Henry S. Montgomery was the General Watch and Clock Inspector of the Atchison, Topeka and Santa Fe Railway (AT&SF) from 1896 to 1923. During the first decade of the twentieth century he patented a marginal minute dial that had three distinctive features. The patent has been lost, but the features of a true Montgomery Dial are known from Montgomerys writings. First, the marginal minute numbers were all upright, as opposed to radial numbers which were used on other dial designs. Second, the five minute numbers were slightly larger than the other minute numbers. Frequently, the five minute numbers are red, whereas the remainder are black. However, its not known if the five minute numbers being red was a patented feature. Finally, the sixth hour figure is included, contained within the seconds bit. The sixth hour figure is generally unusual amongst pocket watch dials.
It is known that Montgomery's marginal minute dial appeared on Santa Fe Railway Clocks in 1900 and was subsequently applied to a variety of clocks. A notice in the Jewelers' Circular, posted by Robert Sweet, shows that Montgomery's dial was in use on watches accepted for railroad time service on the Santa Fe in late 1899. By 1906, it was being referred to as the AT&SF's standard dial, as evidenced by this extract:
Rule 4 - Fancy dials or those other than regular factory product, vis.: plain Arabic or Roman figures or the Company's standard dial are prohibited.
Atchison, Topeka and Santa Fe Railway, 1906 rules
Note: The "Company's standard dial" that the rule referred to was Montgomery's marginal minute dial.
Nevertheless, it didn't seem to be promoted for use on the railroad watch until 1909-1910 (based on ads by the major watch companies advertising their availability around that time). A 1910 Elgin ad proclaimed the availability of This New Minute Numerical Dial (Montgomery Patent), while a 1910 Hamilton Watch Co. ad stated that, "Hamilton Watches furnished with Montgomery Safety Numerical Dial when desired."
Also, it was in 1910 that Ball launched his campaign against the Montgomery dial (and Ferguson and other dials), but this is another story (see below). By 1911, Illinois was offering Montgomery's dial. The dial was also advertised by the Montgomery Safety Dial Co. (whose ad was discovered and first posted by Robert Sweet). In 1912, Hamilton was furnishing the Montgomery Numerical Dial, "without extra charge," on any one of their railroad standard watches. Hamilton continued using the Montgomery Safety Dial Co.'s advertising slogan (in an ad discovered and first posted by Robert Sweet), "It almost speaks the time." for at least another eight years, as shown by a June 1919 ad. The South Bend Watch Co. also offered a Montgomery dial as dial No. 314 on page 46 of a 1914 South Bend catalog.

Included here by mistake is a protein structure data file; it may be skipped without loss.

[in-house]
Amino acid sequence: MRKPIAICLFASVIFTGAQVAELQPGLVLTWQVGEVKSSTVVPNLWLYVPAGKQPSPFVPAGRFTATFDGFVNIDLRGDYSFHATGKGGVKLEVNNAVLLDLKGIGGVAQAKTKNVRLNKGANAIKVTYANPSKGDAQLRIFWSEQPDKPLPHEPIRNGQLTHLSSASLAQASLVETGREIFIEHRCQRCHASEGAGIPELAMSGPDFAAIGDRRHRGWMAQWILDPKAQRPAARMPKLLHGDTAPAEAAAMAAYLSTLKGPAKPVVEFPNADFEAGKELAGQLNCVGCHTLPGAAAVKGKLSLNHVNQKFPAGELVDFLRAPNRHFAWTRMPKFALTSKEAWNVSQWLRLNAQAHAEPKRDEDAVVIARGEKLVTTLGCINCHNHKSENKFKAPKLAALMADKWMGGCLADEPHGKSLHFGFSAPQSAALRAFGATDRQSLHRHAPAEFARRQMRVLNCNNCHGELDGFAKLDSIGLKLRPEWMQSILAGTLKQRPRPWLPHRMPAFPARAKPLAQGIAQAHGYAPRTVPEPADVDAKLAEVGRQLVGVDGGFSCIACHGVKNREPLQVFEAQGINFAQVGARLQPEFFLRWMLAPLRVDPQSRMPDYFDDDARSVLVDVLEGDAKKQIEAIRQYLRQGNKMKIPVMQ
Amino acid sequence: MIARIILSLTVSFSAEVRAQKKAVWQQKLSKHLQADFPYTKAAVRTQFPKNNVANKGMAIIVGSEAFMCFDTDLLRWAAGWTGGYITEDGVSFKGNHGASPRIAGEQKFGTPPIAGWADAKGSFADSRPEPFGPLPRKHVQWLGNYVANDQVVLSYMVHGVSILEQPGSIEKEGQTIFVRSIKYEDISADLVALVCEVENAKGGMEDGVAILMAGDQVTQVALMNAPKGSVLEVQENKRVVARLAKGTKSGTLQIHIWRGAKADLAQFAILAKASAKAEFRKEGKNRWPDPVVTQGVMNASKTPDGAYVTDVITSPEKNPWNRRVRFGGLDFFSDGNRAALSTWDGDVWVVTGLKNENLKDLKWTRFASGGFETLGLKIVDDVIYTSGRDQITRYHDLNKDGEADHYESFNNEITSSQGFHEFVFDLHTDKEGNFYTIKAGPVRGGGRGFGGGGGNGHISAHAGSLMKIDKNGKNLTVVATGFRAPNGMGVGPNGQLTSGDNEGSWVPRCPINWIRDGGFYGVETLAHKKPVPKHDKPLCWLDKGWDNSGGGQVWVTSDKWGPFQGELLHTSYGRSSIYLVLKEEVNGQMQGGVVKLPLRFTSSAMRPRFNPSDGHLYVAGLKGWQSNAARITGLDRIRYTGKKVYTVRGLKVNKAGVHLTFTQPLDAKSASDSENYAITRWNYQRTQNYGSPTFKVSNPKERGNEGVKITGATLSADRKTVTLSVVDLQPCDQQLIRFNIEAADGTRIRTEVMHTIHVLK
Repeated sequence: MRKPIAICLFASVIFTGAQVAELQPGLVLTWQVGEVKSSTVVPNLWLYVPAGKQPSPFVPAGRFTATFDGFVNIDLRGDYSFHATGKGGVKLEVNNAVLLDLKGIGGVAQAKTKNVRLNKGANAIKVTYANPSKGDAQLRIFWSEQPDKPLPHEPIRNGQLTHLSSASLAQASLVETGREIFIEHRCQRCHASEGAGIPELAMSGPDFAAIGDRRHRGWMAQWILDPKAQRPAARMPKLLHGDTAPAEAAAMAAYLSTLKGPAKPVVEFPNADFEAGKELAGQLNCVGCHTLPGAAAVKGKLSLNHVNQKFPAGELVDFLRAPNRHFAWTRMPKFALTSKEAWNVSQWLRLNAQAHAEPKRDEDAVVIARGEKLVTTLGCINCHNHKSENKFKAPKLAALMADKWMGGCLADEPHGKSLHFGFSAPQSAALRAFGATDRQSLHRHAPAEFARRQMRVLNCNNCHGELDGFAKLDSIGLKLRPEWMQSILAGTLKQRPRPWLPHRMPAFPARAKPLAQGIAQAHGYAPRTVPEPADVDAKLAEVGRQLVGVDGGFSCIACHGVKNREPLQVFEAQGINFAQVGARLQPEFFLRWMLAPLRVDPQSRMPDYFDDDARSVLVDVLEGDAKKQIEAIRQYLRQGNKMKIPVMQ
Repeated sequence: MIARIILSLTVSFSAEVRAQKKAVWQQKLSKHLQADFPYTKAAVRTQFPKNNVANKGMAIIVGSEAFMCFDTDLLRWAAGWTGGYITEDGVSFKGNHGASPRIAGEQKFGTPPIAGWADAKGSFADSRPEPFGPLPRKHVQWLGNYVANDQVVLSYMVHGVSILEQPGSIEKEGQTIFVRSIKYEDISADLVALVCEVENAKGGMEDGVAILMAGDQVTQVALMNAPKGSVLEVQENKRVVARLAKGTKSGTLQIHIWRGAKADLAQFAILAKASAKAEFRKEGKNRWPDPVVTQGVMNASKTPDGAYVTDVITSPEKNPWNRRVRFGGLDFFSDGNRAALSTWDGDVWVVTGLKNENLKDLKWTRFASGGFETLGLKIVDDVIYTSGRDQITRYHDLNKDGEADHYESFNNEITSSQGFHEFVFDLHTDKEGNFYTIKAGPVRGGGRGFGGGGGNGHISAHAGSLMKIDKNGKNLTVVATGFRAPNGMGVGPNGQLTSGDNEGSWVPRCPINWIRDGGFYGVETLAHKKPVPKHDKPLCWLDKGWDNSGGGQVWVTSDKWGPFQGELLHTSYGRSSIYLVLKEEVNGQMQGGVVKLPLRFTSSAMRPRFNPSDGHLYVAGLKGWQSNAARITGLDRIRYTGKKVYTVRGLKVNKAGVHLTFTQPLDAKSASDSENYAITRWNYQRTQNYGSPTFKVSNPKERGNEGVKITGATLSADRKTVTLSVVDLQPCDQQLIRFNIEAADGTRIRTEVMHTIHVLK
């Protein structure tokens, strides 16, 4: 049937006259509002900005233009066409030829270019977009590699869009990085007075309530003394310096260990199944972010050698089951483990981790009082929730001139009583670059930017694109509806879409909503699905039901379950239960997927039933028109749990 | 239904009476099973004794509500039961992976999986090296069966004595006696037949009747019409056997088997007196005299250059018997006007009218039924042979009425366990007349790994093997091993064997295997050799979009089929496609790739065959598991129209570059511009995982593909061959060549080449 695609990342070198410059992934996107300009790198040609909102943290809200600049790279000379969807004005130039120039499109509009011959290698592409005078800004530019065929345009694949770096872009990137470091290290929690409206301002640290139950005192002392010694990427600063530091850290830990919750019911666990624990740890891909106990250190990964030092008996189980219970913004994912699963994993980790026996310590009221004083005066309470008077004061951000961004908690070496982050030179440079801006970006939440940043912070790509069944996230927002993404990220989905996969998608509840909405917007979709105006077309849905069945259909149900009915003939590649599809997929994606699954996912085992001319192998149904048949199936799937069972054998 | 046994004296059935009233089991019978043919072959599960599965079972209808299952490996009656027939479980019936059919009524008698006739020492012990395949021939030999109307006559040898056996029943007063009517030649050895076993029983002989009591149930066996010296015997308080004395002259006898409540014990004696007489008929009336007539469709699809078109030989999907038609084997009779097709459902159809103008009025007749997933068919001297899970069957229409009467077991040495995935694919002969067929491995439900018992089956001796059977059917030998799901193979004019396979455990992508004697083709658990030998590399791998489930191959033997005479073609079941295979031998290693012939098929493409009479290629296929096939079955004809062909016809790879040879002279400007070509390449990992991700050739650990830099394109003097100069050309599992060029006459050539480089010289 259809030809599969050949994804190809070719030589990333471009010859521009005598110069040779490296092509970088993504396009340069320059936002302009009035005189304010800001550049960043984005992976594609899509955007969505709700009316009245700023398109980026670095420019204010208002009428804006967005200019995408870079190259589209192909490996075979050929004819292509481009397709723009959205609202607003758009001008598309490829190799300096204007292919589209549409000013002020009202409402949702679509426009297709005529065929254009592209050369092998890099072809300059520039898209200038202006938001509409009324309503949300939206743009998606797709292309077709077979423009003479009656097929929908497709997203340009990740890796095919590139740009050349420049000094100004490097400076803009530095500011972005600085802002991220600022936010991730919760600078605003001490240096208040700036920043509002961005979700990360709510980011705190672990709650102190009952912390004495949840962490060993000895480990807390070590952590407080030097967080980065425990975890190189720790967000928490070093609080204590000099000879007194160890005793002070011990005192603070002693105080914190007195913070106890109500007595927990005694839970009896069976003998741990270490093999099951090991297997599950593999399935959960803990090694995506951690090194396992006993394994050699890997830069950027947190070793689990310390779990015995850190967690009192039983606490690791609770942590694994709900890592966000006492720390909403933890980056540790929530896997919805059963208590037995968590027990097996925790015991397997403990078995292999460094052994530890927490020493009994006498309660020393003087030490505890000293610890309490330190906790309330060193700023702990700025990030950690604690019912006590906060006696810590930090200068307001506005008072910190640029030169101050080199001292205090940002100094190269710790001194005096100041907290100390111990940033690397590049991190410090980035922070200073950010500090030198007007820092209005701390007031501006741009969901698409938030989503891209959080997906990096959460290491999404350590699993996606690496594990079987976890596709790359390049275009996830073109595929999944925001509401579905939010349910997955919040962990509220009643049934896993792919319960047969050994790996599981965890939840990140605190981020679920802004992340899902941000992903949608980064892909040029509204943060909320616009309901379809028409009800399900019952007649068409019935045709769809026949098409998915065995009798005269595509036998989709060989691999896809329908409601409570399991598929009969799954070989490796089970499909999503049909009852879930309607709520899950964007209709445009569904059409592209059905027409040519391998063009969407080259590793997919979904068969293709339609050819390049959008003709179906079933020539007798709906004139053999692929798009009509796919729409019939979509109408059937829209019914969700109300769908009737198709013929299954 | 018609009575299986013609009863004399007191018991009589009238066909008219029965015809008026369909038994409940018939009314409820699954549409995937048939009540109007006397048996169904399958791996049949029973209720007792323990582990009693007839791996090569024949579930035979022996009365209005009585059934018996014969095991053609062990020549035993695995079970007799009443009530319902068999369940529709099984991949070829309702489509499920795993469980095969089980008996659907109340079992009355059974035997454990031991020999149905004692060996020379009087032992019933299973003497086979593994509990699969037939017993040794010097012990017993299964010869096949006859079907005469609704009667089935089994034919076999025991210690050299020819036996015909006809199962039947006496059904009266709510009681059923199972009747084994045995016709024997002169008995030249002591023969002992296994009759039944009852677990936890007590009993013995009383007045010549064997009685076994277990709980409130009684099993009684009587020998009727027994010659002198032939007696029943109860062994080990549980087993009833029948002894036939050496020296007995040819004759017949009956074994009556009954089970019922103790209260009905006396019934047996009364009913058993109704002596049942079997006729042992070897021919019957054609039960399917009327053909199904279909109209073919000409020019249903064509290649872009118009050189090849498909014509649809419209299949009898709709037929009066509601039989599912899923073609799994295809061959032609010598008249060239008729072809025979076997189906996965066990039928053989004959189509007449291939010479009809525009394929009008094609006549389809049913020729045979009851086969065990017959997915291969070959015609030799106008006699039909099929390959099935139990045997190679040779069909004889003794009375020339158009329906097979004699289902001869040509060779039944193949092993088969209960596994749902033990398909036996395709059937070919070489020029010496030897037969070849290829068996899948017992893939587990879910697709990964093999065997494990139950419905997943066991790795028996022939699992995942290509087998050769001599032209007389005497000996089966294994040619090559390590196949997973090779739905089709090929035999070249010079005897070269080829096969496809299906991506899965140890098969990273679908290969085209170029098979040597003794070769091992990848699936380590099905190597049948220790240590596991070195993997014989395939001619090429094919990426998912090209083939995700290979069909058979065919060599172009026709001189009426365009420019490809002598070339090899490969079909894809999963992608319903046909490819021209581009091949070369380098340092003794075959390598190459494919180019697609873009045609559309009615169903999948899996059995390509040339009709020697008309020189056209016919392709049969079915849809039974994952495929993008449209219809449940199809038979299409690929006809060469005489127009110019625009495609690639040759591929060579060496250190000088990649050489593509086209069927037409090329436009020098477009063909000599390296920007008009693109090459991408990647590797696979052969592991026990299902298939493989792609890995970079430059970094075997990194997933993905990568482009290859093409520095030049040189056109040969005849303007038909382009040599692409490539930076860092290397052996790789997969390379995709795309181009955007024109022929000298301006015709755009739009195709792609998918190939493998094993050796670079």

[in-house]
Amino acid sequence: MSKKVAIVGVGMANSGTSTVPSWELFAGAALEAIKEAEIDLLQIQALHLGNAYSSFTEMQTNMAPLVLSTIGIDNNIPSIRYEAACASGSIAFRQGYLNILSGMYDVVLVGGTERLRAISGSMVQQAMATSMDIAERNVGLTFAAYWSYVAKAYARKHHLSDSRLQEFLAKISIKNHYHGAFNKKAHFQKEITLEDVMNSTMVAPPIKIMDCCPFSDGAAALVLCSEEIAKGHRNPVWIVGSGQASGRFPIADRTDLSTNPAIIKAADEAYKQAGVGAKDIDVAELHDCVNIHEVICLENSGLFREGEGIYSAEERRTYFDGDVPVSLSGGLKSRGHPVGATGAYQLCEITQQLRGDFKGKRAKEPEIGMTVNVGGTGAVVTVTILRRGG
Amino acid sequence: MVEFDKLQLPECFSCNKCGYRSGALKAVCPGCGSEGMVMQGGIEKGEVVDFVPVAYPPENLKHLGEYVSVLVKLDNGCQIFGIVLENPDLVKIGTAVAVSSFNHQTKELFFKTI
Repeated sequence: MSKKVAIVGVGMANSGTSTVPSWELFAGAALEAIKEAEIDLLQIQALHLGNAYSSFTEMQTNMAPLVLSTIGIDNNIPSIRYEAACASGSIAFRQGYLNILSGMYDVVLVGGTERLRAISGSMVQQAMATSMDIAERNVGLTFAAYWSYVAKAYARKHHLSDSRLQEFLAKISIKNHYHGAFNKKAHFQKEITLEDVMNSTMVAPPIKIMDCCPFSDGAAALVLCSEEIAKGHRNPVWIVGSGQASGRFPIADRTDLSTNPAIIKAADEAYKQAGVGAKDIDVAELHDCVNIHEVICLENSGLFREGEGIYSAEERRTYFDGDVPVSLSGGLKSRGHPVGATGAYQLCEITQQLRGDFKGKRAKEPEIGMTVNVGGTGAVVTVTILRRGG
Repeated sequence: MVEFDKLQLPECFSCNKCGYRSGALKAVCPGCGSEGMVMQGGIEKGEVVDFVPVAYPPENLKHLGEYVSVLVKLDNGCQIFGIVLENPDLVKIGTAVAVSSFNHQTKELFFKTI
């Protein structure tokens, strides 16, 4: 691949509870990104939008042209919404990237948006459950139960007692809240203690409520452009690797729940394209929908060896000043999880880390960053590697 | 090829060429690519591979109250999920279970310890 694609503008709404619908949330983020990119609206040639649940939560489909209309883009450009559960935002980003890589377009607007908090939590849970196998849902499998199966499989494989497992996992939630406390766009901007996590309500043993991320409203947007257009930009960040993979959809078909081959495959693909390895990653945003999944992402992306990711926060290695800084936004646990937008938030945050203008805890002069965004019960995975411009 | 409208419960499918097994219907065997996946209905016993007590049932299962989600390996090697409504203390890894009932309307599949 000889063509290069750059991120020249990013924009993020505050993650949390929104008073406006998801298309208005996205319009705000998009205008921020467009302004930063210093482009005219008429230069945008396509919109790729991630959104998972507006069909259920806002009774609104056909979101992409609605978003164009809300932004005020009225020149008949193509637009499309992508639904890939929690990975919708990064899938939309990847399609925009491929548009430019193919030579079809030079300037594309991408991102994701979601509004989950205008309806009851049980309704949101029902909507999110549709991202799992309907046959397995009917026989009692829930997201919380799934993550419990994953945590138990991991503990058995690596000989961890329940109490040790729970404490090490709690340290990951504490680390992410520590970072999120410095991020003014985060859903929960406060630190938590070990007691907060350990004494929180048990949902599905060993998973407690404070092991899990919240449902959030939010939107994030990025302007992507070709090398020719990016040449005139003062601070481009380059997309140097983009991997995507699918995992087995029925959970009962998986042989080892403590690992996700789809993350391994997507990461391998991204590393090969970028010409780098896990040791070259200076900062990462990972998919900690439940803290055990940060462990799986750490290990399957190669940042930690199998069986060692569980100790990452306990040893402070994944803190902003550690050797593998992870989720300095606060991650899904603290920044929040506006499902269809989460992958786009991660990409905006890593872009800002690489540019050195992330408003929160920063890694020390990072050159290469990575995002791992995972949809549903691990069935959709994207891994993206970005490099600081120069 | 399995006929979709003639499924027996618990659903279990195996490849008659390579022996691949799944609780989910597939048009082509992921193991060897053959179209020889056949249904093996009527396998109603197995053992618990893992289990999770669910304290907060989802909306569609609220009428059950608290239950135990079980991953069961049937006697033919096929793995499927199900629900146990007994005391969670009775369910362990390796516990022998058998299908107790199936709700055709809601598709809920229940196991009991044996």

Some watch companies also offered Montgomery dials on their 12-size watches, such as seen in this 1912 Hamilton ad, posted by Robert Sweet.
Probably all other watch companies offered some form of marginal minute dials, but a number of them changed one aspect or another from Montgomery's patented design, perhaps as some have said, to avoid paying royalties. Even companies which had previously supplied correct Montgomery dials switched to an altered, non-Montgomery, marginal minute dial. One example is Elgin, whose "Minute Numeral Dial" appears to have been retrofitted onto a grade No. 349 movement dating to about 1909. South Bend had an example shown as dial No. 514 (erroneously identified as a Montgomery dial) on page 28 of a 1917 South Bend catalog containing a 1920 price list. Both of these dials lack the hour figure 6, a key Montgomery feature.
The following is quoted from 'Webb C. Ball vs. Henry S. Montgomery ". a species of delirium",' Larry Treiman, NAWCC Bulletin No. 180, February 1976, pp. 47-55 (available online only to NAWCC members).
Mr. Treiman discussed being in contact with Miss Ethel L. May, who had worked for H.S. Montgomery at the Santa Fe Railway Time Service Department, starting in late 1917 or early 1918. She also handled some of the duties of the Montgomery Dial Company, which had existed at that time.
" . the Montgomery Numerical Dial (with upright minute figures numbered from 1 to 60) had been designed primarily by Henry S. Montgomery in the early 1900's and as nearly as could be determined, a patent had been issued to him, possibly sometime in 1907 or 1908."
" A true Montgomery dial must have a 6 figure, which is usually somewhat smaller than the figures for hours 1 to 5 and 7 to 12."
" . the various watch manufacturers paid royalties to the dial company for the dials used on their products, and that from those royalties quarterly dividend checks were issued to the stockholders of the Montgomery Dial Company."